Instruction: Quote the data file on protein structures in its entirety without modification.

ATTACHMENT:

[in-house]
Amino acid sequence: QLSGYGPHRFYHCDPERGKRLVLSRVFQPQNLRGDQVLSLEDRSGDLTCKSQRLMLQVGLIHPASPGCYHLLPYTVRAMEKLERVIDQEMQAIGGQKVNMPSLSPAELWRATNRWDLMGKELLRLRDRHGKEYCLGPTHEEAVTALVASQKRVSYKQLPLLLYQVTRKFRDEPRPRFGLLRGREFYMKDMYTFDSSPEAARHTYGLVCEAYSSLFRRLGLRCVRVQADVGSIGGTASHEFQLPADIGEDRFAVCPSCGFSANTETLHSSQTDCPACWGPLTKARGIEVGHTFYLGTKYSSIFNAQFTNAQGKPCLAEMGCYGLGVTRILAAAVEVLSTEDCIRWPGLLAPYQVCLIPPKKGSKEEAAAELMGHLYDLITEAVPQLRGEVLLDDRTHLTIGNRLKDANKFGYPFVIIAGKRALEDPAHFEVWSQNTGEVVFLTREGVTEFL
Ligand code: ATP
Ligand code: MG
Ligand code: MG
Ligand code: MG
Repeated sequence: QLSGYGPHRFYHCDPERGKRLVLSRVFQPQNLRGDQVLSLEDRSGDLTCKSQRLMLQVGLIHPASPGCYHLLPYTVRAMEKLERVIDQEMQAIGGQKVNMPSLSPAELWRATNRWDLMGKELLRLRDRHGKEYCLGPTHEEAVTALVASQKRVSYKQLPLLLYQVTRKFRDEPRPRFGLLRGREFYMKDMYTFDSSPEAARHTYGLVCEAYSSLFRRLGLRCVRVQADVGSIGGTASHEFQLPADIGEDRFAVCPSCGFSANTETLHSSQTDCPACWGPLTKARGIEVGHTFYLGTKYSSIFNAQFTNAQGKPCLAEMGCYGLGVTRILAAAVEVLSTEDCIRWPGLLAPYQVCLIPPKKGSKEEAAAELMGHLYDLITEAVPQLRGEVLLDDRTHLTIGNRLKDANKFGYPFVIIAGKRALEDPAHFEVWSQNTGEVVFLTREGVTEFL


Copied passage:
[in-house]
Amino acid sequence: QLSGYGPHRFYHCDPERGKRLVLSRVFQPQNLRGDQVLSLEDRSGDLTCKSQRLMLQVGLIHPASPGCYHLLPYTVRAMEKLERVIDQEMQAIGGQKVNMPSLSPAELWRATNRWDLMGKELLRLRDRHGKEYCLGPTHEEAVTALVASQKRVSYKQLPLLLYQVTRKFRDEPRPRFGLLRGREFYMKDMYTFDSSPEAARHTYGLVCEAYSSLFRRLGLRCVRVQADVGSIGGTASHEFQLPADIGEDRFAVCPSCGFSANTETLHSSQTDCPACWGPLTKARGIEVGHTFYLGTKYSSIFNAQFTNAQGKPCLAEMGCYGLGVTRILAAAVEVLSTEDCIRWPGLLAPYQVCLIPPKKGSKEEAAAELMGHLYDLITEAVPQLRGEVLLDDRTHLTIGNRLKDANKFGYPFVIIAGKRALEDPAHFEVWSQNTGEVVFLTREGVTEFL
Ligand code: ATP
Ligand code: MG
Ligand code: MG
Ligand code: MG
Repeated sequence: QLSGYGPHRFYHCDPERGKRLVLSRVFQPQNLRGDQVLSLEDRSGDLTCKSQRLMLQVGLIHPASPGCYHLLPYTVRAMEKLERVIDQEMQAIGGQKVNMPSLSPAELWRATNRWDLMGKELLRLRDRHGKEYCLGPTHEEAVTALVASQKRVSYKQLPLLLYQVTRKFRDEPRPRFGLLRGREFYMKDMYTFDSSPEAARHTYGLVCEAYSSLFRRLGLRCVRVQADVGSIGGTASHEFQLPADIGEDRFAVCPSCGFSANTETLHSSQTDCPACWGPLTKARGIEVGHTFYLGTKYSSIFNAQFTNAQGKPCLAEMGCYGLGVTRILAAAVEVLSTEDCIRWPGLLAPYQVCLIPPKKGSKEEAAAELMGHLYDLITEAVPQLRGEVLLDDRTHLTIGNRLKDANKFGYPFVIIAGKRALEDPAHFEVWSQNTGEVVFLTREGVTEFL